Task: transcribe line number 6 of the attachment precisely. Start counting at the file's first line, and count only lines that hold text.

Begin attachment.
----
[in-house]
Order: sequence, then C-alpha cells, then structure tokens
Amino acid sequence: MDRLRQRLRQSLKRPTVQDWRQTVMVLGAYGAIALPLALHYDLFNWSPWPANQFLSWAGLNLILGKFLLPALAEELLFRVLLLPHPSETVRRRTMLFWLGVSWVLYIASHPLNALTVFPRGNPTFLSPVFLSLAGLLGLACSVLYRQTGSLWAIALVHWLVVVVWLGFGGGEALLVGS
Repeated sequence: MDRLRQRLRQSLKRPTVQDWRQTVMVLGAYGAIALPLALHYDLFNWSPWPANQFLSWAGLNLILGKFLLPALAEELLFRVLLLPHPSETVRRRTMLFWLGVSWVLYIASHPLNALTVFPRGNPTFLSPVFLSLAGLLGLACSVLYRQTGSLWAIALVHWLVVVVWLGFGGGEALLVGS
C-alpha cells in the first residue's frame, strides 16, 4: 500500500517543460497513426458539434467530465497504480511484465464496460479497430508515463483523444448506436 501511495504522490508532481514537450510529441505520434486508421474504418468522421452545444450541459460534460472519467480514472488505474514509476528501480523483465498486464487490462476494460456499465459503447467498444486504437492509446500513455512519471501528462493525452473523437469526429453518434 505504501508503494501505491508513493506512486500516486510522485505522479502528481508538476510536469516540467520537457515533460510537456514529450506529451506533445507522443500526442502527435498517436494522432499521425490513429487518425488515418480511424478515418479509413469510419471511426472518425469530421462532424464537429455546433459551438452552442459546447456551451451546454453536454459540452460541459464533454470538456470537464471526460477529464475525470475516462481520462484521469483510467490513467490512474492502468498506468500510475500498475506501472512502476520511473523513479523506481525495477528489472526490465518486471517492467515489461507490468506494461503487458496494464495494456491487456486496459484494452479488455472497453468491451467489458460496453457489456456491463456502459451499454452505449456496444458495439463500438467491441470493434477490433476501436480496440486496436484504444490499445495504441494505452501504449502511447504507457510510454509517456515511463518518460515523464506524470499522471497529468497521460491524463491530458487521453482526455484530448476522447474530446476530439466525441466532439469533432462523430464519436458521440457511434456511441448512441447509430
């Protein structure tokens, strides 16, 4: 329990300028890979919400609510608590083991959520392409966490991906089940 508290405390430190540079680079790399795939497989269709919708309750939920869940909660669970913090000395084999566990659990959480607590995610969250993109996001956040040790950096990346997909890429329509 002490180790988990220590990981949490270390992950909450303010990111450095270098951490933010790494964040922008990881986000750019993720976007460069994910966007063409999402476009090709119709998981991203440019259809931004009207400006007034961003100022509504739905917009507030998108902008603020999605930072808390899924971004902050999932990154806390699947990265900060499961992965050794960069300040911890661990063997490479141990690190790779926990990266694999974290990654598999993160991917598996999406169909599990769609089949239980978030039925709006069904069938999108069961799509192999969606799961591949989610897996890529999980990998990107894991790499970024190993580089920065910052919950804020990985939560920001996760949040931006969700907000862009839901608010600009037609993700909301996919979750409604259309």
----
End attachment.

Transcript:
């Protein structure tokens, strides 16, 4: 329990300028890979919400609510608590083991959520392409966490991906089940 508290405390430190540079680079790399795939497989269709919708309750939920869940909660669970913090000395084999566990659990959480607590995610969250993109996001956040040790950096990346997909890429329509 002490180790988990220590990981949490270390992950909450303010990111450095270098951490933010790494964040922008990881986000750019993720976007460069994910966007063409999402476009090709119709998981991203440019259809931004009207400006007034961003100022509504739905917009507030998108902008603020999605930072808390899924971004902050999932990154806390699947990265900060499961992965050794960069300040911890661990063997490479141990690190790779926990990266694999974290990654598999993160991917598996999406169909599990769609089949239980978030039925709006069904069938999108069961799509192999969606799961591949989610897996890529999980990998990107894991790499970024190993580089920065910052919950804020990985939560920001996760949040931006969700907000862009839901608010600009037609993700909301996919979750409604259309």